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HP Pavilion dm3

Andy Vandervell


HP Pavilion dm3, Envy 13 & 15 Hands-on


We now have full reviews of the both the dm3 and Envy 15:

HP Pavilion dm3-1020ea review

HP Envy 15-1060ea review


HP has been very busy recently, announcing a number of new laptops and netbooks, with a particular emphasis on style and portability. We've already had a quick peek at the company's new ION-based netbook, the Compaq Mini 311, but earlier in the week we had the chance to see HP's first Intel CULV-based notebook and its duo of high-end designer laptops, the Envy 13 and the Envy 15, as well.

We're going to kick off with that CULV-based machine, the Pavilion dm3. Much like the Pavilion dv2 before it, the Pavilion dm3 is meant to offer an entry-level portable laptop experience that's superior to a netbook without sacrificing portability. Happily, now that it's abandoned the disappointing first generation Athlon Neo platform in favour of Intel's CULV and the second generation of Athlon Neo, it might have the performance to backup this aim.

Like all of HP's new machines, the dm3 will go on sale on October 22nd - the same day as Windows 7. No surprise, then, to see the machine running Microsoft's much praised new operating system - we, of course, will be publishing a full review closer to the time. With prices set to start at £569 the dm3 should certainly hit a nice sweet spot in terms of affordability, especially considering that price will include the bundled external optical drive.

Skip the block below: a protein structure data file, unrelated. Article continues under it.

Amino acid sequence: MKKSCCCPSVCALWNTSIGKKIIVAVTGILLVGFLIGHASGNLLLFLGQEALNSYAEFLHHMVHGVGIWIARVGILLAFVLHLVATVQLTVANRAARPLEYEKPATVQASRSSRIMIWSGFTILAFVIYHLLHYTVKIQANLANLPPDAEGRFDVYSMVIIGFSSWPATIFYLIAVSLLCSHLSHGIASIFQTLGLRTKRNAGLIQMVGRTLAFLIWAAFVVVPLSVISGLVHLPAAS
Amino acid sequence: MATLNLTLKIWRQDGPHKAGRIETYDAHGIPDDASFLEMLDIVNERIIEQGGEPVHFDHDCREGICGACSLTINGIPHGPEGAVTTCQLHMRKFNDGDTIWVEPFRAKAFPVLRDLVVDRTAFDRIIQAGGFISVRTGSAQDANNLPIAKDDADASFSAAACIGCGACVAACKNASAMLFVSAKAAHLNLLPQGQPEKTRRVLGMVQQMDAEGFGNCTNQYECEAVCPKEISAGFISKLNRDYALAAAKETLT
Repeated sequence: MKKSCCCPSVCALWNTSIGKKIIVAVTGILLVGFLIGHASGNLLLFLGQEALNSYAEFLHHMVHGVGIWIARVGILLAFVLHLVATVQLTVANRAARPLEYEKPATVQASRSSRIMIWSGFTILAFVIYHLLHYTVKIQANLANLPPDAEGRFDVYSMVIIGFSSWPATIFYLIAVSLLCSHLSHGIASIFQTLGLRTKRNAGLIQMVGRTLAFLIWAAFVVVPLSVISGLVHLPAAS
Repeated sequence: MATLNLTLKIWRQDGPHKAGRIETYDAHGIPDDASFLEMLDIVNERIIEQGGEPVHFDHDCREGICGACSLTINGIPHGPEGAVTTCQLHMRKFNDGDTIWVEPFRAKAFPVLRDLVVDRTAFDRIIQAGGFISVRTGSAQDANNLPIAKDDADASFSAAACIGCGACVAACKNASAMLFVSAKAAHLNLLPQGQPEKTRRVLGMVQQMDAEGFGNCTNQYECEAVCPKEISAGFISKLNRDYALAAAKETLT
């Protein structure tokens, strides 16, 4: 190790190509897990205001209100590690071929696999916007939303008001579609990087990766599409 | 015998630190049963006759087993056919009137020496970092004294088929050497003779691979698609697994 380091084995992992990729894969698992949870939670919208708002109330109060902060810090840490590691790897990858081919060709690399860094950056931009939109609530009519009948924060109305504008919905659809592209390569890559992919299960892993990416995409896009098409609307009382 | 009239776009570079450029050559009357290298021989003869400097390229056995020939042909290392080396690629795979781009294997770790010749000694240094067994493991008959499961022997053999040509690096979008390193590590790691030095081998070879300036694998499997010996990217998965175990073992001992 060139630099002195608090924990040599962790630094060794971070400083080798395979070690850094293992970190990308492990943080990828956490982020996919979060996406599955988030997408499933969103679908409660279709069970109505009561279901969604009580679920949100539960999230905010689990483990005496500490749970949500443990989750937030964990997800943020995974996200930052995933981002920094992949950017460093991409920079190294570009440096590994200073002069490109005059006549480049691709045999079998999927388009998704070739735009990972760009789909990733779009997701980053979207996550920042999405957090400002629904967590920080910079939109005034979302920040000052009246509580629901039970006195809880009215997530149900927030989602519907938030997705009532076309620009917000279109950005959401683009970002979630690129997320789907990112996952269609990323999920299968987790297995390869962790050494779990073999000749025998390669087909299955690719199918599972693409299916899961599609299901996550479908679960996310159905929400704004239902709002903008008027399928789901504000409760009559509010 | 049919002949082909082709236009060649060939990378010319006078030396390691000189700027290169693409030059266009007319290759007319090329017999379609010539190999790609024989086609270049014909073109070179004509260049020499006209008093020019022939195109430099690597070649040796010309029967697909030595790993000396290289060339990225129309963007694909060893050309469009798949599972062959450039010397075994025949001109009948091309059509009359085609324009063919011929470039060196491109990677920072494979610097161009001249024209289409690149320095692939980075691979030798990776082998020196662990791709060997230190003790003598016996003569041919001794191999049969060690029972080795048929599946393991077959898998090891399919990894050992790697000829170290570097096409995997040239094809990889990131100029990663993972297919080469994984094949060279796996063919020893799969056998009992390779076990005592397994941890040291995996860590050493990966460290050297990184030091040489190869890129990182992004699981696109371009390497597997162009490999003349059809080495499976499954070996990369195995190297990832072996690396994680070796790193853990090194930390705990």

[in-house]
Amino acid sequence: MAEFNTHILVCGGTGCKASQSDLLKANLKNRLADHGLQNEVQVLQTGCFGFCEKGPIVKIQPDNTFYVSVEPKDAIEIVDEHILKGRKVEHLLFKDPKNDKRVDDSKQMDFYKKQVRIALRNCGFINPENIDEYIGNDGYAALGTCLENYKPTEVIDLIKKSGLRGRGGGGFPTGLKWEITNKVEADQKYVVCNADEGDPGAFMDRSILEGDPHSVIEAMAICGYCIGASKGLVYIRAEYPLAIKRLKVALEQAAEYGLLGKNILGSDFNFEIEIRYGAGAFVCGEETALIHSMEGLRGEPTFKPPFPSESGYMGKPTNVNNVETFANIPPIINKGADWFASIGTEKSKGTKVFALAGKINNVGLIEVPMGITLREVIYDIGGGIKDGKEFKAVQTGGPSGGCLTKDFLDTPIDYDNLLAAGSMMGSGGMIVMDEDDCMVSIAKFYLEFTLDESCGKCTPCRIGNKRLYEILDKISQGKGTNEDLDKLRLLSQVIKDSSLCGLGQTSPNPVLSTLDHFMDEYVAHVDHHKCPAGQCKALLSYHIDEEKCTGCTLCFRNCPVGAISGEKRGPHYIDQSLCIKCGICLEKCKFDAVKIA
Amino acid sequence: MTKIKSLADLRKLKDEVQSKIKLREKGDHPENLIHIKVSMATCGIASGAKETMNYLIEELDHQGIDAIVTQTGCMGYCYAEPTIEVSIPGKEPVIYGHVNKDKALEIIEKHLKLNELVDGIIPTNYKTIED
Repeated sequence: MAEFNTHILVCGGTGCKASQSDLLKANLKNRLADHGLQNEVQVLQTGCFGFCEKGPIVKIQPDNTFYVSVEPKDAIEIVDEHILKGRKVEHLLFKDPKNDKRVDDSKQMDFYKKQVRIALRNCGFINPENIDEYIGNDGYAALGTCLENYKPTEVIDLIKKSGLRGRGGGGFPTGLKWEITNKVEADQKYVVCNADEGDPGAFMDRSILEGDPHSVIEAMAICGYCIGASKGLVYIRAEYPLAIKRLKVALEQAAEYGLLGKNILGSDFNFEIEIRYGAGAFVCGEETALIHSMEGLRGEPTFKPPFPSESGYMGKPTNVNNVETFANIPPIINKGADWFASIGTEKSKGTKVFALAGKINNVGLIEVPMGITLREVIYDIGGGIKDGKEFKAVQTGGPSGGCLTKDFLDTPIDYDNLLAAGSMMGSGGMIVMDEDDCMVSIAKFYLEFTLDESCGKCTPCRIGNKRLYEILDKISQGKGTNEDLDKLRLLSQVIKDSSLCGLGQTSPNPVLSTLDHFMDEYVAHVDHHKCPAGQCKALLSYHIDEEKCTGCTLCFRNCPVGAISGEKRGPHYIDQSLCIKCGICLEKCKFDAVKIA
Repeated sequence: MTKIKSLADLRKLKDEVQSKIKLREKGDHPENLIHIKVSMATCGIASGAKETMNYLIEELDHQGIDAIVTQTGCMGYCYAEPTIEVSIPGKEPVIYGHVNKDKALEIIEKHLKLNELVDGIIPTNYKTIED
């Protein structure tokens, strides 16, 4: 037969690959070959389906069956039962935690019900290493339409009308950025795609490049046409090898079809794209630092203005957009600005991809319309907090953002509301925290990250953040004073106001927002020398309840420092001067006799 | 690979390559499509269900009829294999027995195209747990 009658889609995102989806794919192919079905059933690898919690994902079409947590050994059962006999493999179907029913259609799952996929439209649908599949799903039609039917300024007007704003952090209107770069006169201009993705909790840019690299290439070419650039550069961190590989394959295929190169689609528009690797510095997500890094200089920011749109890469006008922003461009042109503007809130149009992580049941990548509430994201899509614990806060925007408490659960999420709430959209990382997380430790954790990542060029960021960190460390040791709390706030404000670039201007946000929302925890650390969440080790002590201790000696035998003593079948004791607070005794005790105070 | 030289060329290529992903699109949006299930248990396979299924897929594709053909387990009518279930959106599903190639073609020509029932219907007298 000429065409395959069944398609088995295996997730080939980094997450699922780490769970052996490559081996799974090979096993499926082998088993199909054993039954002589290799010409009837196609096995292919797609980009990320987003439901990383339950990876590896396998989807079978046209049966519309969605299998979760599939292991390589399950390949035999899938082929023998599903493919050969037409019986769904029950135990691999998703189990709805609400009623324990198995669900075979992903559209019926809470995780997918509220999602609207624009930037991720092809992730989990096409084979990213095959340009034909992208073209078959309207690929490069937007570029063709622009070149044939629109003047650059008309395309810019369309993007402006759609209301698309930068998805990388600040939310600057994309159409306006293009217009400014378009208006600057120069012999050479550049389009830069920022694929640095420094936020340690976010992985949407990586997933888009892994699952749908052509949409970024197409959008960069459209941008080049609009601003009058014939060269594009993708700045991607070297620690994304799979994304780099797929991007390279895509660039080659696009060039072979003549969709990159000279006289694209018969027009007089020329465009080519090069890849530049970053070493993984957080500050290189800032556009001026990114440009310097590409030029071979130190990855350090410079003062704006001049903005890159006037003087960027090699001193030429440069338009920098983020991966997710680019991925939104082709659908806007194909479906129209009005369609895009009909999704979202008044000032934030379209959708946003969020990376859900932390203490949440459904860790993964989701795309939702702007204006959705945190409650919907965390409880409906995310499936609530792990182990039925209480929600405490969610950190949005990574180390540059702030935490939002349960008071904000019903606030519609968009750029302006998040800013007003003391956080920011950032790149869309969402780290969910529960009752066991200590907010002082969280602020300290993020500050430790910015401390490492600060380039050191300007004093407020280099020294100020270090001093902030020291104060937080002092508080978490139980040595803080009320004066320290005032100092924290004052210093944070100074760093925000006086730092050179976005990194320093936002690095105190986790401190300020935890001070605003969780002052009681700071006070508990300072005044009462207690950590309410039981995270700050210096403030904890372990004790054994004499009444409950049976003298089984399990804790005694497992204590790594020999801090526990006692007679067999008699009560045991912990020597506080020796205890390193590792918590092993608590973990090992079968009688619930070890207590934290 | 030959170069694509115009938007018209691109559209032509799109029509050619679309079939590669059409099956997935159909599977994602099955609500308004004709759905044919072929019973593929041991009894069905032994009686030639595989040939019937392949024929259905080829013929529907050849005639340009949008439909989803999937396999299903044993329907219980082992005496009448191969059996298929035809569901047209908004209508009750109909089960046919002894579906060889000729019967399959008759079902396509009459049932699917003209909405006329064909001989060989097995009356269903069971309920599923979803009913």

Yes, that does mean there's no integrated drive, but little wonder when you see how thin the dm3 is. Indeed, though the dm3 is based on a 13.3in, 1,366 x 768 panel rather than the 12.1in of the dv2, the two share more than a little design DNA - this is undeniably the dv2 mark two here. However, the dv2 was finished almost entirely in glossy plastic, whereas the dm3 comes furnished in luxurious polished aluminium, inside and out.

It's a massive improvement, lending the dm3 the kind of premium feel that belies its affordable starting price. We'd go so far to say it's the most attractive looking CULV machine we've yet seen, putting the somewhat conservative - though still impressive - Acer Timeline series comfortably in the shade.

One of the highlights is the new keyboard. Though the sample we saw had a US one, we were still impressed with both the layout and the key action of this isolation-style effort. As far as we can recall, this is the first time HP has used this kind of keyboard on one of its laptops and it appears to have nailed it first time.

Hardware configurations will vary, with single-core and dual-core versions likely. There'll be both AMD and Intel variants available, too, but with HP claiming a whopping 10 hours from the Intel version (powered by a six-cell, 57 Watt-hour battery) it would appear to be the one to get.


A glossy, mirror-like finish to the touchpad is one of the few remnants from the Pavilion dv2.

It's such a slim machine that there's no space for an optical drive, but an external one will be included in the box.

The isolation keyboard is very good.

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